…and why we oppose The Access To Medical Treatment (Innovation) Bill.
The Access to Medical Treatment (Innovation) Bill (“the Bill”) is a Private Members Bill sponsored by Daventry MP, Mr Chris Heaton-Harris. Its predecessor, the Medical Innovation Bill (also known as the “Saatchi” Bill) was originally brought about by Lord Saatchi following the death of his wife to ovarian cancer. Lord Saatchi campaigned to change the law so that, with consent, doctors could treatment patients dying of cancer and other diseases with new and innovative treatments.
The essence of the Bill is that a doctor will not be found negligent when departing from standard practice if they have acted “responsibly” in treating seriously ill patients. The proposal is that the Secretary of the State for Health will hold a database of medically innovative treatments and the results of innovative treatments will be registered. Advocates of the Bill argue that doctors are too fearful to innovate for fear of redress in the form of clinical negligence (medical negligence) claims and that this is a hindrance to medical progress.
The current law in relation to Clinical Negligence (medical negligence) is as follows. The case of Bolam v Friern Hospital Management Committee established what is now known as the Bolam test. The Bolam test essentially states that if a doctor has acted in accordance with the standard of a responsible body of medical opinion, then he or she is not negligent. The proposed Bill would essentially set aside the long established Bolam test. The Bill proposes that where a doctor has taken a decision to treat in a responsible manner, even when no other doctor would support that the treatment was given, there is no negligence.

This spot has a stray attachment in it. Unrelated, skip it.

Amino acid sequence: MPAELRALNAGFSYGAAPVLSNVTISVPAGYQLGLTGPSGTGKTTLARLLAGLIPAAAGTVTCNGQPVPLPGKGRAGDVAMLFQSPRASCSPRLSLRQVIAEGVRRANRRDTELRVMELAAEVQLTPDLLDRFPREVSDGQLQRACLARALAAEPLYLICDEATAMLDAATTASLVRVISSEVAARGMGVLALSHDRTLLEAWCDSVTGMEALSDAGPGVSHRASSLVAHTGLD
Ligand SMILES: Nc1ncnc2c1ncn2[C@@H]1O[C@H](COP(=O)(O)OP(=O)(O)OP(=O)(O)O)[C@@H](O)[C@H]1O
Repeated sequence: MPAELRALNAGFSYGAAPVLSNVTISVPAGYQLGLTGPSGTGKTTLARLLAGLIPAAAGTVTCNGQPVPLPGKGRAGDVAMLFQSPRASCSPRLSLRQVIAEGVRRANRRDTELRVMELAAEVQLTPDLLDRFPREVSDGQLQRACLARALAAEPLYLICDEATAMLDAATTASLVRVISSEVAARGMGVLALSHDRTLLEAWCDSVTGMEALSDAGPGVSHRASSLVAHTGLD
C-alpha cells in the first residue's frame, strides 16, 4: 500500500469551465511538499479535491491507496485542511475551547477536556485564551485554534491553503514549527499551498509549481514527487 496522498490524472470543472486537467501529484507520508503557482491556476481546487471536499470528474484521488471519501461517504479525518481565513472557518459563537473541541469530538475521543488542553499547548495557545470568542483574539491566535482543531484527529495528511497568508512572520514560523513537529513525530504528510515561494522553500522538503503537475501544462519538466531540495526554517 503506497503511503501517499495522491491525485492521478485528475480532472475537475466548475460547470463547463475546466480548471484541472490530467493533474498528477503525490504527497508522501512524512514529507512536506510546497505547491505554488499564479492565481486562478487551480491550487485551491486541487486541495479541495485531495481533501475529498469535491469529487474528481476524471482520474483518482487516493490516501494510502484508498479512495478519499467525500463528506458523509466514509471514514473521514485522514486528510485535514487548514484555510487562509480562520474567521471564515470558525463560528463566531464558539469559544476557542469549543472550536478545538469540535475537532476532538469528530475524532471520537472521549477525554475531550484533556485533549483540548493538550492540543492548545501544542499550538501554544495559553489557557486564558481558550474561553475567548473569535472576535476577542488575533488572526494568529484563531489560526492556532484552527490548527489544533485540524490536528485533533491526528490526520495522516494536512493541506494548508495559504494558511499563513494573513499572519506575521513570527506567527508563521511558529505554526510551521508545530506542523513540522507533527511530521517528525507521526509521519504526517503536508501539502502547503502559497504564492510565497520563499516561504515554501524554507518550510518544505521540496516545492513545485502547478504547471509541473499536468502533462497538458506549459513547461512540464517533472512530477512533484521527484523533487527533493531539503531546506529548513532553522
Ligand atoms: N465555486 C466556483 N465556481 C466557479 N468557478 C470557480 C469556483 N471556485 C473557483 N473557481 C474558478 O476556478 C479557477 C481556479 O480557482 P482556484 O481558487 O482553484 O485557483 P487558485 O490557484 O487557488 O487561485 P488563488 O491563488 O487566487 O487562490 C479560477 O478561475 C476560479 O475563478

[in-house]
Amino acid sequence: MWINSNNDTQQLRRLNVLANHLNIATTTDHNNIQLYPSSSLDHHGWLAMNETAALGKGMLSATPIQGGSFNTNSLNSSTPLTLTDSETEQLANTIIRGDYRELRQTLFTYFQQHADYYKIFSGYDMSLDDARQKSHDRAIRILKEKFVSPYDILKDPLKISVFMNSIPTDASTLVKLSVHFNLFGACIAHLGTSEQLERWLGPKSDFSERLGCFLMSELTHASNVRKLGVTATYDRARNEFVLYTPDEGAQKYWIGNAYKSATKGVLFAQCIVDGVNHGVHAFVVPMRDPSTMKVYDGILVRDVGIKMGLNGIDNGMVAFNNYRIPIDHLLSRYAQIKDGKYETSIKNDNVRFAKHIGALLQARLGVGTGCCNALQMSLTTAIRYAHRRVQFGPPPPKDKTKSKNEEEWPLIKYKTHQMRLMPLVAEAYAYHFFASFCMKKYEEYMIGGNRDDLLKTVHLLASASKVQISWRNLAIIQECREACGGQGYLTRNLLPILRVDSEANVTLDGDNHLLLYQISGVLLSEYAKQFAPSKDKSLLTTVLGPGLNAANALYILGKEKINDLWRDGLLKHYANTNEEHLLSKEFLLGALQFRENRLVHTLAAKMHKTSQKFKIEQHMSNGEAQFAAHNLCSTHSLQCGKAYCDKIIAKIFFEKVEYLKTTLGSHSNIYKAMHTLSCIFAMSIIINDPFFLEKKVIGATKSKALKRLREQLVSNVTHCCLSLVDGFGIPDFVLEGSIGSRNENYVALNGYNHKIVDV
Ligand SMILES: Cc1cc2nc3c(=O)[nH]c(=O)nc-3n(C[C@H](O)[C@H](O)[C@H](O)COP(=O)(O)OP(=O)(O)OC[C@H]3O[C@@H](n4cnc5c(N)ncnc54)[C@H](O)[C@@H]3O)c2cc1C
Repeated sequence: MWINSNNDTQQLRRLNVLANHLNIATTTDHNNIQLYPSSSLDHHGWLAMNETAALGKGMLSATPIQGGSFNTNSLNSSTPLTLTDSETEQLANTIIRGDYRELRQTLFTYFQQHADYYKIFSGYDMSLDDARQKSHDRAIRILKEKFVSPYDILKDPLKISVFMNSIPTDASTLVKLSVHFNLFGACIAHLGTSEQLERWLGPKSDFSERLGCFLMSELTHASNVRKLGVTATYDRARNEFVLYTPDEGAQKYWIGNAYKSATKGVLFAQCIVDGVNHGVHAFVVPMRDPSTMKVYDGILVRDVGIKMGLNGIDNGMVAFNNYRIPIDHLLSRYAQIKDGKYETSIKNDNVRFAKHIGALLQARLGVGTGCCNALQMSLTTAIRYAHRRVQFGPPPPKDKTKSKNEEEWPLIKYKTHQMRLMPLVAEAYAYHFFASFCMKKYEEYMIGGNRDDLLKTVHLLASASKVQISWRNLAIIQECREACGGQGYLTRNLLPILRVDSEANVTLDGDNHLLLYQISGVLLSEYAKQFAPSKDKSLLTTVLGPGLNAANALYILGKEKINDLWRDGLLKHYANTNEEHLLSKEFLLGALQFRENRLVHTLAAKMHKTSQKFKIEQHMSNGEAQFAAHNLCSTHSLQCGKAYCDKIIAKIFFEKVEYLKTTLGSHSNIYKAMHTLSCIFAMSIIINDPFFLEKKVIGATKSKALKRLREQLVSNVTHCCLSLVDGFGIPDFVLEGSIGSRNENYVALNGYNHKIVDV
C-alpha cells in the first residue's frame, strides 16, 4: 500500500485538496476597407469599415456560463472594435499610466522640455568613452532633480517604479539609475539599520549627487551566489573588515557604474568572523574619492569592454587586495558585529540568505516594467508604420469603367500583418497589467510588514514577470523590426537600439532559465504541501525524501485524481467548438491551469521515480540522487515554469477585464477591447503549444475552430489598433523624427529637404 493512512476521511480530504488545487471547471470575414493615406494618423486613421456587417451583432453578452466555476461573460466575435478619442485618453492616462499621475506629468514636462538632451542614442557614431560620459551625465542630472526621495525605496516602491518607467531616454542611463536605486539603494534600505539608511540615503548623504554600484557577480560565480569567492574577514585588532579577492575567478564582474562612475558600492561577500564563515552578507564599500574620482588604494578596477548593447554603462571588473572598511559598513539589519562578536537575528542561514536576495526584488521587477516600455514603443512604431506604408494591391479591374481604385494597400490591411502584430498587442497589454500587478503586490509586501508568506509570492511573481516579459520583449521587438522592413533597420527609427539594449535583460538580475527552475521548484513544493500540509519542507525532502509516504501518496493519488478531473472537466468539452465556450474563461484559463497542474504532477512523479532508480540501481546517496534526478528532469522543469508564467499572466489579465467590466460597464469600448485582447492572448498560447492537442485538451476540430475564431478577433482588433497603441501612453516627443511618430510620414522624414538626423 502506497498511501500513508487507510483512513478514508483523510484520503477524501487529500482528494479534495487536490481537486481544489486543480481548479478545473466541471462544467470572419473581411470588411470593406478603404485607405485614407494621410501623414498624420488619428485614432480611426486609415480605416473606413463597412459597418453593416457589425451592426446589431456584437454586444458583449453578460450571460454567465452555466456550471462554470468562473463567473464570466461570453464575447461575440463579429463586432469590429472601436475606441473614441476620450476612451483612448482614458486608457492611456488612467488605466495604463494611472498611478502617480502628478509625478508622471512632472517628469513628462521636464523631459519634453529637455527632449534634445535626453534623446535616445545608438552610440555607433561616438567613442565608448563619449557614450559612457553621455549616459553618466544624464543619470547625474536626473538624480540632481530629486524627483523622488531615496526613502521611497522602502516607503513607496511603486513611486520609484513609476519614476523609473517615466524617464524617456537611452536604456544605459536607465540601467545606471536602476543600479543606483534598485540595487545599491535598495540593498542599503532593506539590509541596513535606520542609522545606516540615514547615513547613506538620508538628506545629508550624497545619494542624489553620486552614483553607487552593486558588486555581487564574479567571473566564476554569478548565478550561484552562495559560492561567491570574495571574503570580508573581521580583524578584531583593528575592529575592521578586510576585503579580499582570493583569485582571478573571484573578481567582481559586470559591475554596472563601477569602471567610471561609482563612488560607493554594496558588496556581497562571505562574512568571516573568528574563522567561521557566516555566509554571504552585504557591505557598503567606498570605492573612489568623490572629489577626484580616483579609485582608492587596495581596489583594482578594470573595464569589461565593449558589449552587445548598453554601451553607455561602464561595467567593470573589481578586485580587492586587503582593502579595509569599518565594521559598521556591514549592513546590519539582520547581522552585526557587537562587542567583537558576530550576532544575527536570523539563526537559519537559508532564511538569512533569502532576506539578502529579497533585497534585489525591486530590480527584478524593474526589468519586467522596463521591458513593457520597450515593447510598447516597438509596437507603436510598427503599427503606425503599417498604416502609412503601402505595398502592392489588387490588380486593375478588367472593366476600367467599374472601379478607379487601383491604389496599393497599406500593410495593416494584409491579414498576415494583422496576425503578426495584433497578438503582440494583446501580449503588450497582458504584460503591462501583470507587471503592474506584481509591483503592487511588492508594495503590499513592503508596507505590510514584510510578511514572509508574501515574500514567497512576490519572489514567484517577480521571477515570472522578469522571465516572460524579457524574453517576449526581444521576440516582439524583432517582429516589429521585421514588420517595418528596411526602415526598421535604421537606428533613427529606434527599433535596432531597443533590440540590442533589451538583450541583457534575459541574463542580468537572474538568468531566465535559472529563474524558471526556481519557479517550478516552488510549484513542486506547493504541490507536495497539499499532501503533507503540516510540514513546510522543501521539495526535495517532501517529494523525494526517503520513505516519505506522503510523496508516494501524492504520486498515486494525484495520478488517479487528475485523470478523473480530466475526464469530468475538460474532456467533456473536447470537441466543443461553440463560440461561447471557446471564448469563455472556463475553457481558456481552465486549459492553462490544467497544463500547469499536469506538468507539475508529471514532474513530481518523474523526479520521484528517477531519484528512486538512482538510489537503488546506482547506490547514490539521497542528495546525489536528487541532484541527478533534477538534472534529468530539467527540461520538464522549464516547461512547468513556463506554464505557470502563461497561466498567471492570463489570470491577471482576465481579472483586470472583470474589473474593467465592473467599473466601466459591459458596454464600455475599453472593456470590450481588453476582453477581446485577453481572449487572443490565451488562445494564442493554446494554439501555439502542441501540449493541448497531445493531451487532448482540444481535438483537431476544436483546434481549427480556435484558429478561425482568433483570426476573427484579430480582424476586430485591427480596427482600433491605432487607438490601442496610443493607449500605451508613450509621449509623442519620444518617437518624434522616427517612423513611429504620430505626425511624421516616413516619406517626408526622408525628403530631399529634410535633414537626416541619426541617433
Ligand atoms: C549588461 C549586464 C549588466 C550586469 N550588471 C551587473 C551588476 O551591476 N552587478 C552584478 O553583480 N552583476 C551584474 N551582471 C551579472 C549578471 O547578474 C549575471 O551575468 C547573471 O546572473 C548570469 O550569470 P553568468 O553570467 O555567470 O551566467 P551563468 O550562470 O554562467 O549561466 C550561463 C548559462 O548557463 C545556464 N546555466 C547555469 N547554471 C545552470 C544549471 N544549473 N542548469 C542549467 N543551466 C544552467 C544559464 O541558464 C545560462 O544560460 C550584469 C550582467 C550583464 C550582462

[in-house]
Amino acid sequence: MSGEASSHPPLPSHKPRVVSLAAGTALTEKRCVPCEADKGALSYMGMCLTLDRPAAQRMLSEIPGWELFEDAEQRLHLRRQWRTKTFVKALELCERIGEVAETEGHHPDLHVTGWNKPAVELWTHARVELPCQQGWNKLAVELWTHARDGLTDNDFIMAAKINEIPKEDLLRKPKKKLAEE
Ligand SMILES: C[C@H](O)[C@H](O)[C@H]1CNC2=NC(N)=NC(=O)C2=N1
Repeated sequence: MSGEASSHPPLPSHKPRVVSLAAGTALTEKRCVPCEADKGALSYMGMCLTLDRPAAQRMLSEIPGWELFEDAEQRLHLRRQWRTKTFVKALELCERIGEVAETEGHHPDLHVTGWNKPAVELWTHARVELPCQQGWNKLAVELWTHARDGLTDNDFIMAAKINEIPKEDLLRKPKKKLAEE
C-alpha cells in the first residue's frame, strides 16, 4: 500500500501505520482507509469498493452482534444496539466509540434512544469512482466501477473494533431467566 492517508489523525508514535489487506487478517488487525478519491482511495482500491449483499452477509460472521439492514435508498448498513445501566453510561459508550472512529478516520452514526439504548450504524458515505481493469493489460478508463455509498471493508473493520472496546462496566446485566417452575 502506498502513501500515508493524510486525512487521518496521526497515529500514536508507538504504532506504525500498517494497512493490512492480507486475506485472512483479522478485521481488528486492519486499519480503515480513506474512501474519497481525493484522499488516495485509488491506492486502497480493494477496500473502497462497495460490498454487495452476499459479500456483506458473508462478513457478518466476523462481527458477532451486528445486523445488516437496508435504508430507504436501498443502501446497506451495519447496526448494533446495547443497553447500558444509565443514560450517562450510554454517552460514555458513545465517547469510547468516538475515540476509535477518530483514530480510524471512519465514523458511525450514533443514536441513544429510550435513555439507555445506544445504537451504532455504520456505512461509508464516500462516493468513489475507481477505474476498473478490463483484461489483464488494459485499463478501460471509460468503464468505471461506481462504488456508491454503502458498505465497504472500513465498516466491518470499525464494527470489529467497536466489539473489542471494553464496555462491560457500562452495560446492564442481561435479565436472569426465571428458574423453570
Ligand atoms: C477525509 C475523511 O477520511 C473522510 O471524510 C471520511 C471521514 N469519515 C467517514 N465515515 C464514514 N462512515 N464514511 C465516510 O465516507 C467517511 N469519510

We at Wilson Browne firmly oppose this proposed Bill. We are of the view that the Bill does not protect patients but in fact exposes them to harm. Sir Robert Francis QC, author of the two Mid Staffordshire NHS Foundation Trust enquiries, which have dominated the news in the last couple of years, says “The law of negligence does not prevent responsible innovation and never has.” He goes on to say “There is an alarming lack of accountability of scrutiny or other safeguard built into the Bill. It explicitly frees the doctor to offer treatment which has no support from responsible medical opinion.”
We are also of the view that the current law allows for innovation which is expressly permitted for doctors where it is reasonable. We would argue that the current law allows innovation whilst also protecting against negligent treatment. The British Medical Association agrees that the Bill is unnecessary and says “We have no evidence to suggest that the threat of litigation is a barrier to the provision of innovative treatment……. and we strongly question the necessity and desirability of introducing statute to clarify or change the law in this area.”
The main difficulty with this Bill is that it protects a doctor who makes a decision that none of his/her colleagues would support. Indeed it goes further than this and protects the doctor who makes the decision with no logical or reasonable basis. In our opinion, this can only be dangerous for patients. The law as it stands, protects patients and this proposed Bill deprives patients who have been subjected to negligent treatment of any remedy.
Conservative MP Doctor Sarah Wollaston, Chair of the Commons Health Committee, has said “We need to be very careful about what we mean by innovation, and to accept that there are also very dangerous innovations. If, as a result of this well intentioned Bill, we inadvertently end up with people being, in effect, experimented on by irresponsible doctors who are able to get off scott free, we will have to come back to this place and amend it.”
There are numerous bodies opposing the Bill including a British Medical Association, the Royal College of Surgeons, the Royal College of Paediatrics and Child Health and Cancer Research UK along with other charities.
The Bill has so far progressed to the Committee Stage and has Government support, but is facing stiff opposition. Those wishing to oppose the Bill should contact their local GP.